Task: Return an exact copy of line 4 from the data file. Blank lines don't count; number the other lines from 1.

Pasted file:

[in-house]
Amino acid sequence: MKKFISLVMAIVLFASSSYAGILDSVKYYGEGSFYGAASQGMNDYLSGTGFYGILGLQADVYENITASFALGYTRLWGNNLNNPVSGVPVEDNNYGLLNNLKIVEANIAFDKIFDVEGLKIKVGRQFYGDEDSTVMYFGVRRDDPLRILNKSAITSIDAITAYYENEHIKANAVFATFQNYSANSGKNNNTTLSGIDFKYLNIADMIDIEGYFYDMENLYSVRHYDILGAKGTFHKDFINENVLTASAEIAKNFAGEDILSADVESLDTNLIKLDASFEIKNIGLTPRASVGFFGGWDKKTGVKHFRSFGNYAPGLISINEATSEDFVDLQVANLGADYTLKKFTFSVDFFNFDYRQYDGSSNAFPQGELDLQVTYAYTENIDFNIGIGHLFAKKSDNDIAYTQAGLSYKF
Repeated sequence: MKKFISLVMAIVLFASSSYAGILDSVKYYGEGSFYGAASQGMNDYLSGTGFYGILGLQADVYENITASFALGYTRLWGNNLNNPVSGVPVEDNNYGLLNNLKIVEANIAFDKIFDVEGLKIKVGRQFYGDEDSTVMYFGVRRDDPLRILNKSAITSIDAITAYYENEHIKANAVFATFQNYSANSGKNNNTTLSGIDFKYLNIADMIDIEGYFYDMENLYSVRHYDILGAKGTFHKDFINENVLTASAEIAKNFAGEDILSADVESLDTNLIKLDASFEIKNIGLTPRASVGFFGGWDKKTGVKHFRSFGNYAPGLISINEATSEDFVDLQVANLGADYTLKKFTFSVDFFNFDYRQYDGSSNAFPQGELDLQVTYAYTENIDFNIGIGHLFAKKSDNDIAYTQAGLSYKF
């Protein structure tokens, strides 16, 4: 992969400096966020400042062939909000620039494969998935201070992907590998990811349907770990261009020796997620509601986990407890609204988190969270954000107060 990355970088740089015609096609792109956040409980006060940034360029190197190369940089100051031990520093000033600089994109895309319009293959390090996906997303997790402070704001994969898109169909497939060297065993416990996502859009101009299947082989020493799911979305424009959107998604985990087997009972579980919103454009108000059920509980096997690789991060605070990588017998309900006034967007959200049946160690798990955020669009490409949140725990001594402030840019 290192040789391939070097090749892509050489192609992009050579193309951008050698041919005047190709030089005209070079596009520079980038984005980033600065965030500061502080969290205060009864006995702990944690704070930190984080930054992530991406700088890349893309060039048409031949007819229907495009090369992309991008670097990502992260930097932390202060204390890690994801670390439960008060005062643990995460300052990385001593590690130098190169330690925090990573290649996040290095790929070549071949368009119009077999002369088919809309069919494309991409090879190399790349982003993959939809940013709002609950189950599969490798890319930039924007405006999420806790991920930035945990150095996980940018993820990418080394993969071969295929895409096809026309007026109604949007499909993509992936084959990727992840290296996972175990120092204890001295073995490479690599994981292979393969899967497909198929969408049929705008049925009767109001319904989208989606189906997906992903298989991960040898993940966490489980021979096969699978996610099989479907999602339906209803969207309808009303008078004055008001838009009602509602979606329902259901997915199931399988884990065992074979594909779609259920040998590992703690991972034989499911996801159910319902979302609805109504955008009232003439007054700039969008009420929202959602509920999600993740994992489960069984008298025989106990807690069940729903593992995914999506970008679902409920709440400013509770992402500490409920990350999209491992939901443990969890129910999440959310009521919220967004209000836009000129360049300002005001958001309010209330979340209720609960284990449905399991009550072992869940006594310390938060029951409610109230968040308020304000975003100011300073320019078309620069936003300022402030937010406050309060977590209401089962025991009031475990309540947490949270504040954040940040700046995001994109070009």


């Protein structure tokens, strides 16, 4: 992969400096966020400042062939909000620039494969998935201070992907590998990811349907770990261009020796997620509601986990407890609204988190969270954000107060 990355970088740089015609096609792109956040409980006060940034360029190197190369940089100051031990520093000033600089994109895309319009293959390090996906997303997790402070704001994969898109169909497939060297065993416990996502859009101009299947082989020493799911979305424009959107998604985990087997009972579980919103454009108000059920509980096997690789991060605070990588017998309900006034967007959200049946160690798990955020669009490409949140725990001594402030840019 290192040789391939070097090749892509050489192609992009050579193309951008050698041919005047190709030089005209070079596009520079980038984005980033600065965030500061502080969290205060009864006995702990944690704070930190984080930054992530991406700088890349893309060039048409031949007819229907495009090369992309991008670097990502992260930097932390202060204390890690994801670390439960008060005062643990995460300052990385001593590690130098190169330690925090990573290649996040290095790929070549071949368009119009077999002369088919809309069919494309991409090879190399790349982003993959939809940013709002609950189950599969490798890319930039924007405006999420806790991920930035945990150095996980940018993820990418080394993969071969295929895409096809026309007026109604949007499909993509992936084959990727992840290296996972175990120092204890001295073995490479690599994981292979393969899967497909198929969408049929705008049925009767109001319904989208989606189906997906992903298989991960040898993940966490489980021979096969699978996610099989479907999602339906209803969207309808009303008078004055008001838009009602509602979606329902259901997915199931399988884990065992074979594909779609259920040998590992703690991972034989499911996801159910319902979302609805109504955008009232003439007054700039969008009420929202959602509920999600993740994992489960069984008298025989106990807690069940729903593992995914999506970008679902409920709440400013509770992402500490409920990350999209491992939901443990969890129910999440959310009521919220967004209000836009000129360049300002005001958001309010209330979340209720609960284990449905399991009550072992869940006594310390938060029951409610109230968040308020304000975003100011300073320019078309620069936003300022402030937010406050309060977590209401089962025991009031475990309540947490949270504040954040940040700046995001994109070009």